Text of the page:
Saturday, March 17, 2007

Wikipedia's (Sin)bad

Apparently, people got very excited when the Wikipedia article on Sinbad erroneously reported his death. As reported in the Washington Post's AP story, the story generated hundreds of calls, emails, and other condolences. I'd have made a few more news links, but I realized when looking to do so that it all seems to be just the one Associated Press story with a slightly different headline.

I thought Sinbad's reaction was interesting:

When asked if he was upset about the mix-up, Sinbad, whose real name is David Adkins, just laughed.

"It's gonna be more commonplace as the Internet opens up more and more. It's not that strange," the Los Angeles-based entertainer told the Associated Press in a phone interview.

Level-headed guy. Though I suppose being in the public eye for awhile more or less forces you to take on a sense of humor about these things, I appreciate the leeway he seems to be affording us. The next line in the article, though, caught my attention:
Sinbad, who is currently on the road doing stand up, said he hasn't received an apology from the Internet site.
I have a feeling he was prompted -- they probably asked him specifically if he had or hadn't. My initial reaction was to wonder if Wikipedians as a whole owed him an apology, but I think it's the least we could do. It'd be a bit of a stretch to say we're directly responsible for the mix-up, but if we the editors don't take responsibility for Wikipedia, who will? With that in mind, a belated apology to Mr Adkins -- I can't speak for everyone in the Wikipedia community, but I'll remember this incident, and will do my best to learn from it.

Judging from edit times, the fake death was up for about two hours before being removed; that's an awfully long interim period, and it managed to prompt this whole storm. I'm reminded of a post Kelly Martin made not too long ago, about article rot:
Rot gets in when an article is vandalized twice and the reverting patroller only reverts one of the vandalisms. This is relatively common, and is increasingly more of a problem as vandalism patrol has become even more of a "point and shoot" game for the people who play it: these people have such a sense of urgency combined with a lack of interest in actually reading the articles, that they often don't look to see if they've reverted to a vandalized version (or even look at what they've reverted at all).
And KM's right on that count, I think. I put in a lot of time on recent changes patrol, and I need to remind myself every so often that, while we're pretty good at what we do, we're not as good as we sometimes like to think. I didn't know anything about this affair until a very close friend linked me to a news report on Yahoo; sure, it's a big wiki, but when RC patrol slips up, I feel at least partially to blame.

It may be silly, but it keeps me motivated.

I think, ultimately, the best thing we can do in response to this sort of thing is to educate our readers. This sort of false report is all too common -- just the other day, I reverted the same sort of nonsense at Will Smith's article. So, people need to think critically about what they read, and we need to give them the tools to do so.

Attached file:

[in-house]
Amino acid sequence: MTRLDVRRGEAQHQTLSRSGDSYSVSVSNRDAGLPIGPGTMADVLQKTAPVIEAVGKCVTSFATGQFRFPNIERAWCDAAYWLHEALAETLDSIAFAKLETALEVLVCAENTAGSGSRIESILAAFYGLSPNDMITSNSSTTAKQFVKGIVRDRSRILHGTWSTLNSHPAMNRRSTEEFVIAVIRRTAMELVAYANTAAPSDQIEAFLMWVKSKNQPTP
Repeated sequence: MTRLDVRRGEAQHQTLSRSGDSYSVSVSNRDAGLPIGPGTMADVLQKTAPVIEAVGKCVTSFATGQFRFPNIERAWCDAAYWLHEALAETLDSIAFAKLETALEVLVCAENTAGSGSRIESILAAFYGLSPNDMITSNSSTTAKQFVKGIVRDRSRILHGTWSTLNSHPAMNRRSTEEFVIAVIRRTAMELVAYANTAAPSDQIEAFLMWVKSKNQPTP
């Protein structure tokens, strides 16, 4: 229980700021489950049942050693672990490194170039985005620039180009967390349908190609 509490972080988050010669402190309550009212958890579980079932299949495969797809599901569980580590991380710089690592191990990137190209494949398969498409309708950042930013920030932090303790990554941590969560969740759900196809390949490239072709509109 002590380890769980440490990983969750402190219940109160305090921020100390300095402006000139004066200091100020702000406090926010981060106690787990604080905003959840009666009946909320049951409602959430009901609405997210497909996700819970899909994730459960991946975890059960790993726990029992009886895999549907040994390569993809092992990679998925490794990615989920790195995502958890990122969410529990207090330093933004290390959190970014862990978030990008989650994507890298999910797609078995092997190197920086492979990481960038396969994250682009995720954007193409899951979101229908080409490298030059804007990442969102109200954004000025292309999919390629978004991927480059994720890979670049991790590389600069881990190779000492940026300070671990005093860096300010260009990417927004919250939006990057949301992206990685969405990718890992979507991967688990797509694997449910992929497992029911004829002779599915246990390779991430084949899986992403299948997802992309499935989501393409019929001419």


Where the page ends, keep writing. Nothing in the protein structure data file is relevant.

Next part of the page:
So, when you see any suspicious report on Wikipedia:
  1. Remind yourself that anyone can edit Wikipedia, and their changes will be visible immediately.
  2. Check for sourcing. Any report of that nature should be attributed to a reliable source.
  3. Check the history tab. This will show you a list of every change to the article, allowing you to quickly tell who changed what, when they changed it, and what they changed.
And please don't forget to make sure the celebrity's sudden death actually makes sense. For nearly half of the two-hour period mentioned above, the article reported that Sinbad had died on 14 March 2009 -- two years after today's date. That, at least, should throw up a few red flags.

Friday, March 9, 2007

Tila Tequila and feminism?

I'll hesitantly admit that I bought Tila Tequila's recent single, "I Love U". It was featured on the iTunes frontpage and packaged such that the video came free, so I figured, "how bad can it be?" I'm really more of a rock person, by and large, so a few little baby steps outside my usual territory can be interesting. Apparently, being the most popular person on Myspace (which is quite a feat!) doesn't imply you're all too good of a musician. She can certainly wiggle well, as demonstrated in the attached video, but the people have spoken, and here's what one thoughtfulsilence had to say:
She sings that she's got no shame. But I think sometimes, people should have a bit of it, to realize the toleration meter of humans has a limit. This is so over the limit. So embarassing!!
Based on some voting procedure I believe is similar to that of Urban Dictionary, this comment is currently ranked third out of 538 reviews. On reflection, that may be about all there is to say on the matter.

But I'm still listening to the song. As with My Humps -- I couldn't say why, it's a curious thing.

I'm reminded of something I remember reading a few years ago, along the lines of, "Hollywood has embraced pre-feminism, post-feminism, and even post-post-feminism, without ever actually really getting the point of feminism." I could've sworn it was the late Molly Ivins -- not her biggest fan, but I read her stuff, which is more than I could say for her right-wing counterpart (interesting thread on the Least I Could Do blog, by the way), but now that I'm thinking about it, it may have been Ellen Goodman. Woman writes brilliant editorials, in my opinion, but too rarely gets the sort of attention some other columnists manage to bring on through sheer dumb force of quotable controversy.